We have my wife on standard Medicare with a supplement plan and a Part D (prescription drugs) plan. The main reason is that she's a breast cancer patient and City of Hope isn't part of any network. When you first sign up for a supplement program, any supplement program has to take you regardless of your health or pre-existing conditions. But if you change plans along the way, the new supplement provider CAN take your current health into consideration when figuring your premiums, because a Supplement Plan is ALWAYS run by a health insurance company (Aetna, etc.).We went with a Medicare Supplement, PLAN G. It’s about $140-ish per month, each.
IMHO, plan G’s are the only way to go. You’re not buying them for today, but for down the road.
If you get a Medicare Advantage plan (Plan C), you may never be able to switch. And if your heath deteriorates, you will never be able to switch.
Those annual out of pocket costs will suck you dry.
You also need to know what your max out-of-pocket number is, and you should be aware of the "donut hole" with reference to prescription drugs. If you're on something like Ozempic or insulin, you can end up paying a lot out of pocket for a period late in the year.
You also need to note that with Medicare, you're always paying the Part B premium (currently $170) in addition to any Supplement premiums.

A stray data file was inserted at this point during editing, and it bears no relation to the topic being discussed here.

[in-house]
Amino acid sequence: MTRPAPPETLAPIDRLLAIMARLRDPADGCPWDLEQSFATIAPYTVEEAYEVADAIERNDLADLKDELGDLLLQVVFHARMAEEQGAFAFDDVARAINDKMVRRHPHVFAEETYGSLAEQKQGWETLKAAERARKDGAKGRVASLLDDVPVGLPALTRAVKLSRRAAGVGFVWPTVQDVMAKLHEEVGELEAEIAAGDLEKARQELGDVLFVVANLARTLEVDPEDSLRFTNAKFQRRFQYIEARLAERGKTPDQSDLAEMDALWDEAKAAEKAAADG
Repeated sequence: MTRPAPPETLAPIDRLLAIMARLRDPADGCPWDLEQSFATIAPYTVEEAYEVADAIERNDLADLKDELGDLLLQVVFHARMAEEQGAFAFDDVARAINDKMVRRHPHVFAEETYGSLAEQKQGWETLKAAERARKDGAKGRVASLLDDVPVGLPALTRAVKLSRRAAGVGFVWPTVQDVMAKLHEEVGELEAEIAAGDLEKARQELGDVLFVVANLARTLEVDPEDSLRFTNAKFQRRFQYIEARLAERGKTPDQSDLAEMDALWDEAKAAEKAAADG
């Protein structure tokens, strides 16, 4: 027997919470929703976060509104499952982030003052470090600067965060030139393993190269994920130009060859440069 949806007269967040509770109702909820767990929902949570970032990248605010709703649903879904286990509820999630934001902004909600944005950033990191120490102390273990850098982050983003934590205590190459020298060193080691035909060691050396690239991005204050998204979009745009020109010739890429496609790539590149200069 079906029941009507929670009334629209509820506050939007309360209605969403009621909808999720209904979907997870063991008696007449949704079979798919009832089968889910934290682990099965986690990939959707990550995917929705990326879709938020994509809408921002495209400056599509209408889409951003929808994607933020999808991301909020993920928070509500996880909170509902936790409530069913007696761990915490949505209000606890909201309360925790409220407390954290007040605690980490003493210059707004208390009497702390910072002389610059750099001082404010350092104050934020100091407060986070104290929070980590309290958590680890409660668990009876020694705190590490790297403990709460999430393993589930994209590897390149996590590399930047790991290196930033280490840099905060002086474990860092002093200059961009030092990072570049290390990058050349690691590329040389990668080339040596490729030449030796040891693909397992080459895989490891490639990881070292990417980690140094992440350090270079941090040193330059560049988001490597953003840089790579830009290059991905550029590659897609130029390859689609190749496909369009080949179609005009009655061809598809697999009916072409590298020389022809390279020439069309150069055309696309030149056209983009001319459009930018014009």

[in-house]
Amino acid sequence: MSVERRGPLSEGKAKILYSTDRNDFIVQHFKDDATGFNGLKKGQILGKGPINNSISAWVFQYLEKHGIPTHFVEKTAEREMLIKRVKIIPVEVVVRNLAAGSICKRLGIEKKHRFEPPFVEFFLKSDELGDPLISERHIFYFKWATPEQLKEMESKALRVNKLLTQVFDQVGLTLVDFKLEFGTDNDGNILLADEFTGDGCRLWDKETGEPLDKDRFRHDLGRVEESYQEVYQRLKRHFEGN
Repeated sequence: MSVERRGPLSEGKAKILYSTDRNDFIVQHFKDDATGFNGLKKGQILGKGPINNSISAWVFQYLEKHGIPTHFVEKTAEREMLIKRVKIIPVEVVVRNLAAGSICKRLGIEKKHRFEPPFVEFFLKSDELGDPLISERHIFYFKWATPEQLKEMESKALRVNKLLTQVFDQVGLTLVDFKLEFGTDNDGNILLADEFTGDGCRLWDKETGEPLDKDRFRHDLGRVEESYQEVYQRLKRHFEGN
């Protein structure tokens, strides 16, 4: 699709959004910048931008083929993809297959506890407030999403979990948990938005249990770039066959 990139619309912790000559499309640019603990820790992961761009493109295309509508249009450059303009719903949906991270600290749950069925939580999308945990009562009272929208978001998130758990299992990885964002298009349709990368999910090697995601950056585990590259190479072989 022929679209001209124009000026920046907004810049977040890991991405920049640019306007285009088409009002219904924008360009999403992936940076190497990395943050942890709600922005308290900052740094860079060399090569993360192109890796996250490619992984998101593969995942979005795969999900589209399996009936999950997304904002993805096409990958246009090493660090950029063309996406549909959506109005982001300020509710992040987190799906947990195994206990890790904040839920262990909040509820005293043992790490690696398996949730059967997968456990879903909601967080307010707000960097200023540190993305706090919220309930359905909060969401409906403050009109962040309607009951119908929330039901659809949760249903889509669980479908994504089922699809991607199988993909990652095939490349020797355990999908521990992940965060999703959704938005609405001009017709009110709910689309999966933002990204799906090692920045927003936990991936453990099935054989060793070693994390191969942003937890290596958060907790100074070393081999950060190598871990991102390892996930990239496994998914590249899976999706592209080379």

But please don't put out misinformation about Advantage plans.
Here in LA (and not necessarily anywhere else) there are a pot load of Advantage Plans. You can switch your Advantage Plan once a year to another Advantage Plan during the normal sign-up period. You can switch your Advantage Plan to a five-star Advantage Plan at any time. There's one five-star plan in LA and that's Kaiser.
Last year, SCAN (Advantage Plan) Classic covered the Medicare Part B premium and there were no premiums required for the plan itself. In short, no charge. Doctor visits were a zero co-pay, Part D drugs are part of the plan as well. It's an HMO (as are most Advantage Plans). Medicare, in general, is a PPO. You can go out of network on an HMO plan, but you'll pay for it. You can switch your Personal Care Physician once a month if you don't like him/her/it. In essence, aside from drug co-pays, I paid zero for healthcare (except for some modest drug co-pays) last year with SCAN. My wife paid Part B ($170), Supplement ($155) and about $20 a month for Part D. Her co-pay for drugs runs about $2 a month.
If you're on Social Security, you can have them pay your Part B automatically for you, but you're still paying.